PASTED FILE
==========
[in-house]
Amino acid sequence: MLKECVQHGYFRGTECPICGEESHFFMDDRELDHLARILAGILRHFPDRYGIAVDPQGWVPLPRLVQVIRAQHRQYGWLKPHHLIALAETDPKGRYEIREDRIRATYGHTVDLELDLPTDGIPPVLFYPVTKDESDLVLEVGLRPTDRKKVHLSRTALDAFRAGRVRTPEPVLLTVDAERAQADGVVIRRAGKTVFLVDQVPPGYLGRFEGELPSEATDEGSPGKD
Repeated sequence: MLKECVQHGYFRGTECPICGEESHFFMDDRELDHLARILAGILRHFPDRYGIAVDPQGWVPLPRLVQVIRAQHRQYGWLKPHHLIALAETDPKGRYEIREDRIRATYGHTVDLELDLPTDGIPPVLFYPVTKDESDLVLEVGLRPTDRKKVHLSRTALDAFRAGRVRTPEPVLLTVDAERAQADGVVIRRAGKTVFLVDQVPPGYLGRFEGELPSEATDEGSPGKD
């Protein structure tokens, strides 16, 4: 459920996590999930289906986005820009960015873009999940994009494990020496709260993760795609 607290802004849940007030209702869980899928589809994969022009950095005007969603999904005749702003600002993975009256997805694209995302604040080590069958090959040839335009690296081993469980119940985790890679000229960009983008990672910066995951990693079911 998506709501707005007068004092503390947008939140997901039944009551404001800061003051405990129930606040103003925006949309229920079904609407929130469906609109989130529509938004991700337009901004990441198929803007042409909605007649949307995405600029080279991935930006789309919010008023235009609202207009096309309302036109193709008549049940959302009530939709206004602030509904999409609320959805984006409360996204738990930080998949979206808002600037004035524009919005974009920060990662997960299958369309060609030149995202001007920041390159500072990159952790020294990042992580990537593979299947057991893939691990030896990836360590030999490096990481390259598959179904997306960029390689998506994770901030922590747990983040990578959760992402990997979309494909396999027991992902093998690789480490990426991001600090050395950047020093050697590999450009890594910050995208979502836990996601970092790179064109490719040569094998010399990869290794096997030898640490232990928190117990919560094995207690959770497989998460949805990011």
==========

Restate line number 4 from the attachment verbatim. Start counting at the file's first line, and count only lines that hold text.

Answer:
């Protein structure tokens, strides 16, 4: 459920996590999930289906986005820009960015873009999940994009494990020496709260993760795609 607290802004849940007030209702869980899928589809994969022009950095005007969603999904005749702003600002993975009256997805694209995302604040080590069958090959040839335009690296081993469980119940985790890679000229960009983008990672910066995951990693079911 998506709501707005007068004092503390947008939140997901039944009551404001800061003051405990129930606040103003925006949309229920079904609407929130469906609109989130529509938004991700337009901004990441198929803007042409909605007649949307995405600029080279991935930006789309919010008023235009609202207009096309309302036109193709008549049940959302009530939709206004602030509904999409609320959805984006409360996204738990930080998949979206808002600037004035524009919005974009920060990662997960299958369309060609030149995202001007920041390159500072990159952790020294990042992580990537593979299947057991893939691990030896990836360590030999490096990481390259598959179904997306960029390689998506994770901030922590747990983040990578959760992402990997979309494909396999027991992902093998690789480490990426991001600090050395950047020093050697590999450009890594910050995208979502836990996601970092790179064109490719040569094998010399990869290794096997030898640490232990928190117990919560094995207690959770497989998460949805990011």